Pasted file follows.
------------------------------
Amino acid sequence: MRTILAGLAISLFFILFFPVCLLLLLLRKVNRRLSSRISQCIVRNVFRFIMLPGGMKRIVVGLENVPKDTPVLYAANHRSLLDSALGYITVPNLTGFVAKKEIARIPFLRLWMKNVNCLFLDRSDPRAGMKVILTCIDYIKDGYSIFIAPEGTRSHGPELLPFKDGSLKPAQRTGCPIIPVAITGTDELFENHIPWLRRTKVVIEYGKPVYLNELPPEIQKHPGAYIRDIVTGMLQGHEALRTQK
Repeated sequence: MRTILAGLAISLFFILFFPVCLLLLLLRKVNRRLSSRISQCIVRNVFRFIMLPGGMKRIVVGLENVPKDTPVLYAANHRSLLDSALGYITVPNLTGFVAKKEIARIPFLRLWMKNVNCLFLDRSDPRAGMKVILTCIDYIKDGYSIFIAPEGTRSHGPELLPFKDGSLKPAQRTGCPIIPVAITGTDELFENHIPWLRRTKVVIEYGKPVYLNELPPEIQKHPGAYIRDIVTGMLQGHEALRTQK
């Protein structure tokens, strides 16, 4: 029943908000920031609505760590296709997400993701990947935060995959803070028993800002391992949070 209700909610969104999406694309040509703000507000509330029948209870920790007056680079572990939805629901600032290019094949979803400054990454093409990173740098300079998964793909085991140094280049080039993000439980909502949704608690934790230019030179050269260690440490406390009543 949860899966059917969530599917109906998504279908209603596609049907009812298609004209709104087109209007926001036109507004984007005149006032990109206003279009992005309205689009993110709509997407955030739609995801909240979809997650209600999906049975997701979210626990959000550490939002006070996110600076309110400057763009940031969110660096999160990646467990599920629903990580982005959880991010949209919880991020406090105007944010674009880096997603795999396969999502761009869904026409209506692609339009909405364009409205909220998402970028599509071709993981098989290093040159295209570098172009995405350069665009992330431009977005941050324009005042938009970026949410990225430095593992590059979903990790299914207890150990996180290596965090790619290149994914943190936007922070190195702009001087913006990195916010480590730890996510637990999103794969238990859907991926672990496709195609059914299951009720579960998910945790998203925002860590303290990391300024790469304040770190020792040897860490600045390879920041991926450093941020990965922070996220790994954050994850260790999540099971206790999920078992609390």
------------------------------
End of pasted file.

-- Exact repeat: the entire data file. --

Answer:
Amino acid sequence: MRTILAGLAISLFFILFFPVCLLLLLLRKVNRRLSSRISQCIVRNVFRFIMLPGGMKRIVVGLENVPKDTPVLYAANHRSLLDSALGYITVPNLTGFVAKKEIARIPFLRLWMKNVNCLFLDRSDPRAGMKVILTCIDYIKDGYSIFIAPEGTRSHGPELLPFKDGSLKPAQRTGCPIIPVAITGTDELFENHIPWLRRTKVVIEYGKPVYLNELPPEIQKHPGAYIRDIVTGMLQGHEALRTQK
Repeated sequence: MRTILAGLAISLFFILFFPVCLLLLLLRKVNRRLSSRISQCIVRNVFRFIMLPGGMKRIVVGLENVPKDTPVLYAANHRSLLDSALGYITVPNLTGFVAKKEIARIPFLRLWMKNVNCLFLDRSDPRAGMKVILTCIDYIKDGYSIFIAPEGTRSHGPELLPFKDGSLKPAQRTGCPIIPVAITGTDELFENHIPWLRRTKVVIEYGKPVYLNELPPEIQKHPGAYIRDIVTGMLQGHEALRTQK
């Protein structure tokens, strides 16, 4: 029943908000920031609505760590296709997400993701990947935060995959803070028993800002391992949070 209700909610969104999406694309040509703000507000509330029948209870920790007056680079572990939805629901600032290019094949979803400054990454093409990173740098300079998964793909085991140094280049080039993000439980909502949704608690934790230019030179050269260690440490406390009543 949860899966059917969530599917109906998504279908209603596609049907009812298609004209709104087109209007926001036109507004984007005149006032990109206003279009992005309205689009993110709509997407955030739609995801909240979809997650209600999906049975997701979210626990959000550490939002006070996110600076309110400057763009940031969110660096999160990646467990599920629903990580982005959880991010949209919880991020406090105007944010674009880096997603795999396969999502761009869904026409209506692609339009909405364009409205909220998402970028599509071709993981098989290093040159295209570098172009995405350069665009992330431009977005941050324009005042938009970026949410990225430095593992590059979903990790299914207890150990996180290596965090790619290149994914943190936007922070190195702009001087913006990195916010480590730890996510637990999103794969238990859907991926672990496709195609059914299951009720579960998910945790998203925002860590303290990391300024790469304040770190020792040897860490600045390879920041991926450093941020990965922070996220790994954050994850260790999540099971206790999920078992609390």